2019 HSRPP Conference: University of Birmingham

The booking deadline for HSRPP 2019 is 18/03/2019

 Medical School

The 25th HSRPP conference will be hosted by the University of Birmingham and will be held on April 8th and 9th. The conference theme is:

‘Crossing Cultural Boundaries: Optimising Communications for Future Care’

“Effective communication is essential in delivering high quality healthcare to patients and in improving public health. Facilitating communication between professionals, patients, and wider society, optimises the benefits evidence based methods can deliver to society. In this 25th HSRPP Conference, we welcome research which addresses the multiple ways in which healthcare professionals need to be able to adapt and excel in less delineated roles to the needs of patients.”

Conference Chairs: Anthony Cox and Zahraa Jalal

N.B. The HSRPP programme schedule will be  provided nearer to the time of the conference.

For further information on the abstract submission process, or to book your place on the conference, please visit https://www.birmingham.ac.uk/facilities/mds-cpd/conferences/hsrpp-2019/index.aspx.


Ticket sales will go live from 3rd September.

Keynote Speakers

Professor Sir Munir Pirmohamed

Professor Sir Munir Pirmohamed is currently David Weatherall Chair in Medicine at the University of Liverpool, and a Consultant Physician at the Royal Liverpool University Hospital. He is also the Associate Executive Pro Vice Chancellor for Clinical Research and Head of Department of Molecular and Clinical Pharmacology. He also holds the only NHS Chair of Pharmacogenetics in the UK, and is Director of the M.R.C. Centre for Drug Safety Sciences, and Director of the Wolfson Centre for Personalised Medicine. He is also an inaugural NIHR Senior Investigator, and Fellow of the Academy of Medical Sciences in the UK. He has authored over 350 peer-reviewed publications.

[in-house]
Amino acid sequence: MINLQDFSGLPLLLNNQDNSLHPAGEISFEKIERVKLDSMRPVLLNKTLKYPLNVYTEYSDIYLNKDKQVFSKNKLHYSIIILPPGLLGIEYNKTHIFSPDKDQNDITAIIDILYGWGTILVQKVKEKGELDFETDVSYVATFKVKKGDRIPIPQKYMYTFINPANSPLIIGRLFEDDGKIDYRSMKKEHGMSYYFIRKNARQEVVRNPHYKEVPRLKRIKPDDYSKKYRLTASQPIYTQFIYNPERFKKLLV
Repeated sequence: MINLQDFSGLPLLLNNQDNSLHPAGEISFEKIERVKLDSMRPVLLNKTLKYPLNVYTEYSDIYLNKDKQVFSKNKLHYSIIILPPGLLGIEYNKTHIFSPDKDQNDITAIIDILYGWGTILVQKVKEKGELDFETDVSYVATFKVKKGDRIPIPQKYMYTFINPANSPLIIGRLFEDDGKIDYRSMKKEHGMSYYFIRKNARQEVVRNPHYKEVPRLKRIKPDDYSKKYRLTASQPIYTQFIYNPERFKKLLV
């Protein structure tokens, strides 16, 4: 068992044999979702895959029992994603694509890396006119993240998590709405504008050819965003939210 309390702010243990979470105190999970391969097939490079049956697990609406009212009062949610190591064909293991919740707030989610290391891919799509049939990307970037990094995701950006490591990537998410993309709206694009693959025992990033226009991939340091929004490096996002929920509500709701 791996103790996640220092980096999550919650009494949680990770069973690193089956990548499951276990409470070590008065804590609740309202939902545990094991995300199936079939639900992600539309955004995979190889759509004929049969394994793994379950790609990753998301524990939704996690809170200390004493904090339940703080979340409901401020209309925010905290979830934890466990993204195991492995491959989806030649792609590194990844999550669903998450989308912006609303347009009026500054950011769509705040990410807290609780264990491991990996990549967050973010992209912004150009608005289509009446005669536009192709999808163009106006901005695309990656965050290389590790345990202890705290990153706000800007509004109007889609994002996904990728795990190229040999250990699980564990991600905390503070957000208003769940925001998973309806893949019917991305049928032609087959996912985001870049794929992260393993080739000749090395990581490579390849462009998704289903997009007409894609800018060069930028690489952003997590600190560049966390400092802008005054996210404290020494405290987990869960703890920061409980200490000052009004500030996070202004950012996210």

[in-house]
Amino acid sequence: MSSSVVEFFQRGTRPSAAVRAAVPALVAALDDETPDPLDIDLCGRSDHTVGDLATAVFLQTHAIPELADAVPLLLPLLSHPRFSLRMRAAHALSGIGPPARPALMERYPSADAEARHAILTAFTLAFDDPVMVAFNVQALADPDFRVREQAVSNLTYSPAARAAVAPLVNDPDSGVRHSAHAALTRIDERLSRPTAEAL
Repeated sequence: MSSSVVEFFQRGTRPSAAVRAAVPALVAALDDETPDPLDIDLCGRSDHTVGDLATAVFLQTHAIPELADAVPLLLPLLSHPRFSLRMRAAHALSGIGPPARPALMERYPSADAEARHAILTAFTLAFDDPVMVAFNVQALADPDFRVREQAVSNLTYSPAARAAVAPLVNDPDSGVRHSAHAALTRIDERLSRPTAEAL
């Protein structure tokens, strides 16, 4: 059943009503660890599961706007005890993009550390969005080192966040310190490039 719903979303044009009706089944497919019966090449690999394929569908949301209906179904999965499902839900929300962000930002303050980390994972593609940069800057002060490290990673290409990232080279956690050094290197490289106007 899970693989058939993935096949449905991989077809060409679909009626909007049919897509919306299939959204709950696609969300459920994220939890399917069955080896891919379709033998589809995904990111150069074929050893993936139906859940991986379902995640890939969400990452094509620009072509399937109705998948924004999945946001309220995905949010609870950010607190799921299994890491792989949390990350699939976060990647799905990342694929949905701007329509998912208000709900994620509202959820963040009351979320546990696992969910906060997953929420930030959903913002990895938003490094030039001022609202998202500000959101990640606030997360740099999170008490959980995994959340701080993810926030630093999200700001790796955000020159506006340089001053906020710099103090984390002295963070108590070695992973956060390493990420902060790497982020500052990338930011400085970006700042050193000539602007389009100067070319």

Professor Pirmohamed’s research focuses on individual variability in drug response (including anti-cancer drugs), both safety and efficacy, with a view to evaluating the mechanisms, and identifying strategies to personalise healthcare in order to optimise drug efficacy and minimise toxicity. The work spans the whole spectrum from discovery to implementation with laboratory based studies being linked translationally to patient studies, with the aim being to develop the evidence base that can move discoveries from the lab to the clinic, and from clinic to application. Professor Pirmohamed has received a number of honours including most recently, the William Withering Medal from the Royal College of Physicians.



Professor John Skelton

John Skelton is Professor of Clinical Communication, and co-Director of the Interactive Studies Unit (ISU).

He is also Associate Director of Education (Quality) in the College of Medical and Dental Sciences, and has responsibility for the educational quality of all College Programmes.

Other responsibilities include Director of the College Professional Support Unit, and Head of Learning and Teaching for the School of Health and Population Sciences.